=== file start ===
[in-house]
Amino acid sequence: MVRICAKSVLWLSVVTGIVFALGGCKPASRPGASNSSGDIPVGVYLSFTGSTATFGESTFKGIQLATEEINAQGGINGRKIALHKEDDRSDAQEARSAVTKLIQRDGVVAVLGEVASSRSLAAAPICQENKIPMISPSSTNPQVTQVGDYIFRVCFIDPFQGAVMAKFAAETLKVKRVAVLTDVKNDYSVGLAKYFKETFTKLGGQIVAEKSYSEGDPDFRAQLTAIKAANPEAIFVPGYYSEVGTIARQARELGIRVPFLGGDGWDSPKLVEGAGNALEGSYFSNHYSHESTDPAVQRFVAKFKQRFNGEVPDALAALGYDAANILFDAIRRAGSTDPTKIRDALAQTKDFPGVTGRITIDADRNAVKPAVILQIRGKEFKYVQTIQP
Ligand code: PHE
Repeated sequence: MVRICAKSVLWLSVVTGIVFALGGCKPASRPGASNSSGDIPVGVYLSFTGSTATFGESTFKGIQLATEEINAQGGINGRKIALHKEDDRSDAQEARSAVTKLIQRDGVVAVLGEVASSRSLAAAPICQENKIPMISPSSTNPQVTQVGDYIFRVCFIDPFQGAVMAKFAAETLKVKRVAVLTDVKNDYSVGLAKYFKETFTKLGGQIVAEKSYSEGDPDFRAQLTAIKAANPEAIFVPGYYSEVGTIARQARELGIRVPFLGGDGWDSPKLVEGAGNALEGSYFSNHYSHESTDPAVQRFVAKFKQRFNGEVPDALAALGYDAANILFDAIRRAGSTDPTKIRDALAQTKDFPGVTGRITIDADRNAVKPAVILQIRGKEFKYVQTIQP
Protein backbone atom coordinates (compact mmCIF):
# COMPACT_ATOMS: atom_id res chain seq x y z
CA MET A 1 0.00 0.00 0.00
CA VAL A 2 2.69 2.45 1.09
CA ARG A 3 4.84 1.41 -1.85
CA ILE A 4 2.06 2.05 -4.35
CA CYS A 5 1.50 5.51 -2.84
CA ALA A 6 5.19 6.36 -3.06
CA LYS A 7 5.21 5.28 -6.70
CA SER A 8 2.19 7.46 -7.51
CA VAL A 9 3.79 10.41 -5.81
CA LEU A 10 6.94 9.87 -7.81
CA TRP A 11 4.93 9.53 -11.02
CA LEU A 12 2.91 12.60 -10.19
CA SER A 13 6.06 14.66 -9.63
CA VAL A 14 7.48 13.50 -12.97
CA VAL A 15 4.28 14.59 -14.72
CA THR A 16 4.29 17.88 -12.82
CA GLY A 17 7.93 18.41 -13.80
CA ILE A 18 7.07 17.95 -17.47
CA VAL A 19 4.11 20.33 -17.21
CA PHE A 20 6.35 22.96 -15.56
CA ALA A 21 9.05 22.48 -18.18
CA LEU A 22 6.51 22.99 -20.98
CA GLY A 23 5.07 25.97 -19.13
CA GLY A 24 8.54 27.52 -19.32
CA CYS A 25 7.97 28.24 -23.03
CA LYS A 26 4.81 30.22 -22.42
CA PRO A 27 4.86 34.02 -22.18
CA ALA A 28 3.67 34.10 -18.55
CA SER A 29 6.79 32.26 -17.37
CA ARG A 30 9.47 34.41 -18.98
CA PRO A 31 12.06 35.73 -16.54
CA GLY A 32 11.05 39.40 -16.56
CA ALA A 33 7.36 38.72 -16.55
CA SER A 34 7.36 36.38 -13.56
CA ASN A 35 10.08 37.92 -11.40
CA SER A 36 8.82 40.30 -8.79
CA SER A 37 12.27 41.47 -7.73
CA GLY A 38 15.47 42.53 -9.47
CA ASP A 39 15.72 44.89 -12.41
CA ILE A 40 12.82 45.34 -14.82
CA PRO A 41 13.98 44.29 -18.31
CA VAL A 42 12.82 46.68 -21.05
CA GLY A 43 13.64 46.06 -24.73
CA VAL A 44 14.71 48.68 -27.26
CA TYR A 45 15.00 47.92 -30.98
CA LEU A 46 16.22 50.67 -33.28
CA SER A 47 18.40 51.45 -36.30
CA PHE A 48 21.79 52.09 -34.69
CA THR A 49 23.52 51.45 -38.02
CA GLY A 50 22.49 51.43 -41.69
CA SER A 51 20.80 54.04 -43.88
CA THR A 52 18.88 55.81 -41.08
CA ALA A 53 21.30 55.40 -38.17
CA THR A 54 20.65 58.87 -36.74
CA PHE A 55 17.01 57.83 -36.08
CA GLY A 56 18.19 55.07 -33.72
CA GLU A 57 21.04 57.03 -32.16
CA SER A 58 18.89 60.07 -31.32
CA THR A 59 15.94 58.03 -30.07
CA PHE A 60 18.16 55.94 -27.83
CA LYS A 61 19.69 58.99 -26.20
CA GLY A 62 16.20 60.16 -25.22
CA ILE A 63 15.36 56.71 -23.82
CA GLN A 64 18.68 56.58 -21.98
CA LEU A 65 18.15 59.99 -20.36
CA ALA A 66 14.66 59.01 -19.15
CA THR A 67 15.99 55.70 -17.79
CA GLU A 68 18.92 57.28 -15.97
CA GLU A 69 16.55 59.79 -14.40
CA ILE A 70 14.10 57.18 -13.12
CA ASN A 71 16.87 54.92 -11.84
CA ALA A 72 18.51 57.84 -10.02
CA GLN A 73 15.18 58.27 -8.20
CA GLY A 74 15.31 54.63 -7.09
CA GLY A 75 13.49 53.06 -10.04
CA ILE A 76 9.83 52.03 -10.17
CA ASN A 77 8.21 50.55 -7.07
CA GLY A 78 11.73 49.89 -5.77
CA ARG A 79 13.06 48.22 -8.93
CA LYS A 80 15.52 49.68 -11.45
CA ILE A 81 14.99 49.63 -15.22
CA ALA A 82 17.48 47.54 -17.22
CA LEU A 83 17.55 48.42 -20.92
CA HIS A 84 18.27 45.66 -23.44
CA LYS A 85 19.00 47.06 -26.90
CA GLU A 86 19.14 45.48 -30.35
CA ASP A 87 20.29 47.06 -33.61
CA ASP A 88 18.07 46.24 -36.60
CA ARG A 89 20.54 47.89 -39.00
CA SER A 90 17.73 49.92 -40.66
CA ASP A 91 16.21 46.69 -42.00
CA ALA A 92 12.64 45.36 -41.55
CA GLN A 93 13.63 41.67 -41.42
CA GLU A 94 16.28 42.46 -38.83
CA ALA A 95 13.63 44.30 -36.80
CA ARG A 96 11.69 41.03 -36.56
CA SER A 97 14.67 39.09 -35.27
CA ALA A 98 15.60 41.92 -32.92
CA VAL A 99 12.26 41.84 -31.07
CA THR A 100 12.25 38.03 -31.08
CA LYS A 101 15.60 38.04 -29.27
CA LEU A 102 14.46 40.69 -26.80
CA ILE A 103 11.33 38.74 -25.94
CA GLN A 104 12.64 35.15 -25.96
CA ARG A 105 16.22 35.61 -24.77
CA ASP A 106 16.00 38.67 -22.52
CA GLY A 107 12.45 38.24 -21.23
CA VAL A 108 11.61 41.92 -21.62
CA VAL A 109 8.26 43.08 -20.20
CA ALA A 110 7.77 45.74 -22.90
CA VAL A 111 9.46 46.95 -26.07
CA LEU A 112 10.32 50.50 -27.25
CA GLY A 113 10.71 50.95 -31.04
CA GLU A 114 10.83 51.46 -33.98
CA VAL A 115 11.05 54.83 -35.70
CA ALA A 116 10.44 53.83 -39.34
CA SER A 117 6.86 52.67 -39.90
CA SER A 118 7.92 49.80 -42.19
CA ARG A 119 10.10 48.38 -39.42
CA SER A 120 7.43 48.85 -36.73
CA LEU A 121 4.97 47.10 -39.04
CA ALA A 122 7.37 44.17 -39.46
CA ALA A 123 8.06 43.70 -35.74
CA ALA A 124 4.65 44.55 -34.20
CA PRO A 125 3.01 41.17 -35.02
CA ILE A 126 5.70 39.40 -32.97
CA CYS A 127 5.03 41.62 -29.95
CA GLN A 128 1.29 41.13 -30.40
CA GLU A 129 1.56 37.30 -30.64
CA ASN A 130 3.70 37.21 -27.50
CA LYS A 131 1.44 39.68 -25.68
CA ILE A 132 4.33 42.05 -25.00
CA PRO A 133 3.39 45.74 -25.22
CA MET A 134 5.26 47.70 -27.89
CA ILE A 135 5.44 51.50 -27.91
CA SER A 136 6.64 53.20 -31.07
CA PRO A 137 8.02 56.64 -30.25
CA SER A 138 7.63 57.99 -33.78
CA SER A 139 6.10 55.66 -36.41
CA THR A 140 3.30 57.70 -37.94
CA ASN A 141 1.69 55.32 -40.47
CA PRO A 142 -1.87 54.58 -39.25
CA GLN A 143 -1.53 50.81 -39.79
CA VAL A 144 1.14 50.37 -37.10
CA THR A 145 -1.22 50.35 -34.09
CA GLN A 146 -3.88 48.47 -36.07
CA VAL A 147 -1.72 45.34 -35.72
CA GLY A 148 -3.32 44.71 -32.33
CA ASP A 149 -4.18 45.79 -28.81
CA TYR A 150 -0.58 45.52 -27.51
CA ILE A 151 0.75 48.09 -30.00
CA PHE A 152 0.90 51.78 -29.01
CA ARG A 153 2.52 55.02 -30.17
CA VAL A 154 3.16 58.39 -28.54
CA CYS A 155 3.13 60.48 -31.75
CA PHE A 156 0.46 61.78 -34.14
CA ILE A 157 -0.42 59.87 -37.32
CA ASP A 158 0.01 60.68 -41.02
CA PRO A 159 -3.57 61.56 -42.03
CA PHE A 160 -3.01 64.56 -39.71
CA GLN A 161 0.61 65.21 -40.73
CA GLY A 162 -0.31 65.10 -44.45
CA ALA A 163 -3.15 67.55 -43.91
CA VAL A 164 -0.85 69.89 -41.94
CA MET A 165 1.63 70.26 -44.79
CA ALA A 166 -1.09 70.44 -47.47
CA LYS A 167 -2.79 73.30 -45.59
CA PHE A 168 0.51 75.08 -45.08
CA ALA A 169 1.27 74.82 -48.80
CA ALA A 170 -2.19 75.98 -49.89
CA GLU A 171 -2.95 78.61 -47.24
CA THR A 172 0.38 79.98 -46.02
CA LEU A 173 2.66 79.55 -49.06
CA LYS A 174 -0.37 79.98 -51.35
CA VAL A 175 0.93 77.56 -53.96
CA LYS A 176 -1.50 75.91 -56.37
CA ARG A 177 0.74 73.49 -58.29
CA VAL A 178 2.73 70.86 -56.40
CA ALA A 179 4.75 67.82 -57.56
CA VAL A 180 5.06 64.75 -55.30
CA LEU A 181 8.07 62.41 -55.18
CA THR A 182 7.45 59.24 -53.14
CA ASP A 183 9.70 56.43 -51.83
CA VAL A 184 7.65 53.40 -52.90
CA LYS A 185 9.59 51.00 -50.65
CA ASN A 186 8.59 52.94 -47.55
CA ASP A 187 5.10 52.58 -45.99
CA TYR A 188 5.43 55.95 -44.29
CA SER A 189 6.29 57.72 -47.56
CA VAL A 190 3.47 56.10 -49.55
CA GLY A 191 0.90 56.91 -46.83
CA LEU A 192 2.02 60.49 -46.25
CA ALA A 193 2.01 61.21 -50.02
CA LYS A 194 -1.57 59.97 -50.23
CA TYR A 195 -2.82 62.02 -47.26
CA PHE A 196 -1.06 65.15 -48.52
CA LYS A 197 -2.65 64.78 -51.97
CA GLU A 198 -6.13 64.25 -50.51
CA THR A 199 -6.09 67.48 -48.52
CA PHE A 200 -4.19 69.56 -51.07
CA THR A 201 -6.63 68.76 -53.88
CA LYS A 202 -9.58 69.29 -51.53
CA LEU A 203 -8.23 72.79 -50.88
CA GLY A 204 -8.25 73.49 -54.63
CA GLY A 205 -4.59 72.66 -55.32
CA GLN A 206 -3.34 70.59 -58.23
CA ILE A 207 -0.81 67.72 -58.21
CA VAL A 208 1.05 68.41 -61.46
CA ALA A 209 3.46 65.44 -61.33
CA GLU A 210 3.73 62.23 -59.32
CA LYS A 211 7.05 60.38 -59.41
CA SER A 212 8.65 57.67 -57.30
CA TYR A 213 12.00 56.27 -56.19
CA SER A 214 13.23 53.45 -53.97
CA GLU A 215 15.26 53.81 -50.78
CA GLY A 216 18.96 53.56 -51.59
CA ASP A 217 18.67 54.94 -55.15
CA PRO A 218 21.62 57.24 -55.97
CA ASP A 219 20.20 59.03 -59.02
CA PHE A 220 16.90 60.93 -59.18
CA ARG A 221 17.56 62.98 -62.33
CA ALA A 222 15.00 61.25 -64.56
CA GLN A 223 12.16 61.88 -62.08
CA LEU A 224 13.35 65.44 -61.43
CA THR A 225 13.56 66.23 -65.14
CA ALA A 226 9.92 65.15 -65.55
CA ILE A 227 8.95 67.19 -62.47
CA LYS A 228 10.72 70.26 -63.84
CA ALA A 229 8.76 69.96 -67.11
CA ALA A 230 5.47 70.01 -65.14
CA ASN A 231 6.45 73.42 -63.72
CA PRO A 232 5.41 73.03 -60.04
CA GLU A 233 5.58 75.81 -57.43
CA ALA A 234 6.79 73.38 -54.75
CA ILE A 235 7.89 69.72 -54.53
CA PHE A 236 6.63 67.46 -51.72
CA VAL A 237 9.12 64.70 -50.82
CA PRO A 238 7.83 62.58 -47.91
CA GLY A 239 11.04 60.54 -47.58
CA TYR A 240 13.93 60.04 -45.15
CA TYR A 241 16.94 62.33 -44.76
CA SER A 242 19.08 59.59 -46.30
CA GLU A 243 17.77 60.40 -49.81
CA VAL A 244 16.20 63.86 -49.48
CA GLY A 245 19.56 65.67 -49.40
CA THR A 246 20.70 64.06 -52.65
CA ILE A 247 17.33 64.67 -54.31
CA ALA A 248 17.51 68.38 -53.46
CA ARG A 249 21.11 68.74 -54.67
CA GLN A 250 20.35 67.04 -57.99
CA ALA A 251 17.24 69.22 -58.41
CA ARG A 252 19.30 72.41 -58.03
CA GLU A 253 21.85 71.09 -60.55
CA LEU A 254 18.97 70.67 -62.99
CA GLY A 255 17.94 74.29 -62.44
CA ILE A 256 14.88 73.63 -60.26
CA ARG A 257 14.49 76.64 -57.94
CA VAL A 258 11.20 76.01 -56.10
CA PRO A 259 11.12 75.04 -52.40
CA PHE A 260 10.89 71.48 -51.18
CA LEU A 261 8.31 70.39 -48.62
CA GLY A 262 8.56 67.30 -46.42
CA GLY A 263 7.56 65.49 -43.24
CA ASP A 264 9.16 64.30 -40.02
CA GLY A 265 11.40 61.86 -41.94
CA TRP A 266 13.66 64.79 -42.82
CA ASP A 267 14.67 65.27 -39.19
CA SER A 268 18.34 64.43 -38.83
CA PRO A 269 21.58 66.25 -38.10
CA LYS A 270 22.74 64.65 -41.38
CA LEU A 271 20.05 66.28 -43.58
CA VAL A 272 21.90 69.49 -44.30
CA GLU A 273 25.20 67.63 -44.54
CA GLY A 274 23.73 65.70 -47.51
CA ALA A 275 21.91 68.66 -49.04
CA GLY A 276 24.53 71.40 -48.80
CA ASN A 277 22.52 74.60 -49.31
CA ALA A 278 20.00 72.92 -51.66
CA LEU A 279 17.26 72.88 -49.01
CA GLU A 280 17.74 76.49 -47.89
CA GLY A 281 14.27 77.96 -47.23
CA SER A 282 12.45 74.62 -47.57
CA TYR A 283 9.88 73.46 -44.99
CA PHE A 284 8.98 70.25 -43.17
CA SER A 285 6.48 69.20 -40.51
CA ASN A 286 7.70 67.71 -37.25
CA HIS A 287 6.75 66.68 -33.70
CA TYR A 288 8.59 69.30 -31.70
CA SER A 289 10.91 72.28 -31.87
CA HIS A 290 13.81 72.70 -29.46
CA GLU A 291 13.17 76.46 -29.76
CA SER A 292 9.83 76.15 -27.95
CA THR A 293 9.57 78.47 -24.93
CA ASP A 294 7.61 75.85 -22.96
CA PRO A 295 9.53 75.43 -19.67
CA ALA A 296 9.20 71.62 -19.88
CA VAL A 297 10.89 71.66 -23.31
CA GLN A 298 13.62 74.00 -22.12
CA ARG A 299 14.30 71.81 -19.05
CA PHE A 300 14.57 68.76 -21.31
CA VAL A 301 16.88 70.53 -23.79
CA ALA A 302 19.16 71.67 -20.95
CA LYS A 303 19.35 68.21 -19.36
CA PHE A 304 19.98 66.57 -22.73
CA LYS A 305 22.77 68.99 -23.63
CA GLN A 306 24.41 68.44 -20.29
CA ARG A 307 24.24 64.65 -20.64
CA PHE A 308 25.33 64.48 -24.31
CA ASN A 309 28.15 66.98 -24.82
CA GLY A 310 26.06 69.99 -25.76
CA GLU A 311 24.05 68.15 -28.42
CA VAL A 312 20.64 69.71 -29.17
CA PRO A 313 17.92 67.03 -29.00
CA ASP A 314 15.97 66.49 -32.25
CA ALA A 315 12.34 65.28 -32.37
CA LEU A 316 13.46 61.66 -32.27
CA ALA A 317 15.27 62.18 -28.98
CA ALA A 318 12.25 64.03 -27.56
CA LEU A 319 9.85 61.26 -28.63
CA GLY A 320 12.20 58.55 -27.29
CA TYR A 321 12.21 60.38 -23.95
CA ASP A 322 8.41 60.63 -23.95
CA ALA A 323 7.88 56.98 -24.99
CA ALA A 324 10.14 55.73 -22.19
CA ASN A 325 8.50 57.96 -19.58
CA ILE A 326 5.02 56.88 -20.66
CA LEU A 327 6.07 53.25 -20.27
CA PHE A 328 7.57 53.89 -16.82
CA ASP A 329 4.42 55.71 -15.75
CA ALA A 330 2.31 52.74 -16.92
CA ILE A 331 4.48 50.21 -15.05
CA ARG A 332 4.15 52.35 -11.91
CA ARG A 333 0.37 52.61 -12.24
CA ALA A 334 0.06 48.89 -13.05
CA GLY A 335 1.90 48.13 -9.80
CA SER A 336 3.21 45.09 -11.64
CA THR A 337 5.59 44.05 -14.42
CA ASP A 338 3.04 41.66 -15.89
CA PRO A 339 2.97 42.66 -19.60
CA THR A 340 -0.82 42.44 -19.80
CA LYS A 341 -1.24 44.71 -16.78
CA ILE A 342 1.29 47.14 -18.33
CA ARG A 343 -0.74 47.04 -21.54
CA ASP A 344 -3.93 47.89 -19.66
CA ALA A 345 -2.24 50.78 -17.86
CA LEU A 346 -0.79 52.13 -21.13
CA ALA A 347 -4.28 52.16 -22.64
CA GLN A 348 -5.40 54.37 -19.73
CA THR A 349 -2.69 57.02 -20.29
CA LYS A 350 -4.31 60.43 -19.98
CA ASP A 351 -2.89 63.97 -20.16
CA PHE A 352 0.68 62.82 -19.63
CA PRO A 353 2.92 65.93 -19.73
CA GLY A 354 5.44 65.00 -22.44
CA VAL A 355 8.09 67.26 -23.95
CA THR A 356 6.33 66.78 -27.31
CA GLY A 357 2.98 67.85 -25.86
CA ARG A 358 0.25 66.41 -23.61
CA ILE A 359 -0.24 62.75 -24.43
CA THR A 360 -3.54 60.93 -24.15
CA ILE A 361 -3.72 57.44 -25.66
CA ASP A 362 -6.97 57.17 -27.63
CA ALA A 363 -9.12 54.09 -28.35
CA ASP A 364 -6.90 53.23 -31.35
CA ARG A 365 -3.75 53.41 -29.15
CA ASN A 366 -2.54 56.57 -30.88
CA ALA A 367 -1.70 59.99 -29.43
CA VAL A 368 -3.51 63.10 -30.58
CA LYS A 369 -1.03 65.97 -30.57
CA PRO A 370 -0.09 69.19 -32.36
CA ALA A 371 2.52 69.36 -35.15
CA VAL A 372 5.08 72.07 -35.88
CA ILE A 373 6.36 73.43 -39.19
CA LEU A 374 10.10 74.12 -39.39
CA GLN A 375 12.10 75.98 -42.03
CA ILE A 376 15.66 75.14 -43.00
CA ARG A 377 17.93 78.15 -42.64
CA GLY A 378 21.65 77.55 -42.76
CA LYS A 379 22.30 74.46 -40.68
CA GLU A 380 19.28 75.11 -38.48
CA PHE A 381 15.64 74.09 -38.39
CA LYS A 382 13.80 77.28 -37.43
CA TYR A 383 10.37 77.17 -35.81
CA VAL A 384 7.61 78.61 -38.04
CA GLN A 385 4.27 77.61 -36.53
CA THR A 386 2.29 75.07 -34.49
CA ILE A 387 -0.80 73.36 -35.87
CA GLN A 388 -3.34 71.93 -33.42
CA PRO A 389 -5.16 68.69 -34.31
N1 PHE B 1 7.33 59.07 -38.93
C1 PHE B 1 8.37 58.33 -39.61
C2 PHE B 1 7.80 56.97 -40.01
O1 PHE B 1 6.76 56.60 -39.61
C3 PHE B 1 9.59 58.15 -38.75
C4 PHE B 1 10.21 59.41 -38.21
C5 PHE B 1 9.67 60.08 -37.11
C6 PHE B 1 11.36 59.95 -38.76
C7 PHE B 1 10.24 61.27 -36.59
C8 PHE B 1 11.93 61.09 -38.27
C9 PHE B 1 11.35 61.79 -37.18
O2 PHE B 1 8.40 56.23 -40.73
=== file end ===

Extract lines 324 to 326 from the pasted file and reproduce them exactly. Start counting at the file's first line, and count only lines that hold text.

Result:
CA ALA A 318 12.25 64.03 -27.56
CA LEU A 319 9.85 61.26 -28.63
CA GLY A 320 12.20 58.55 -27.29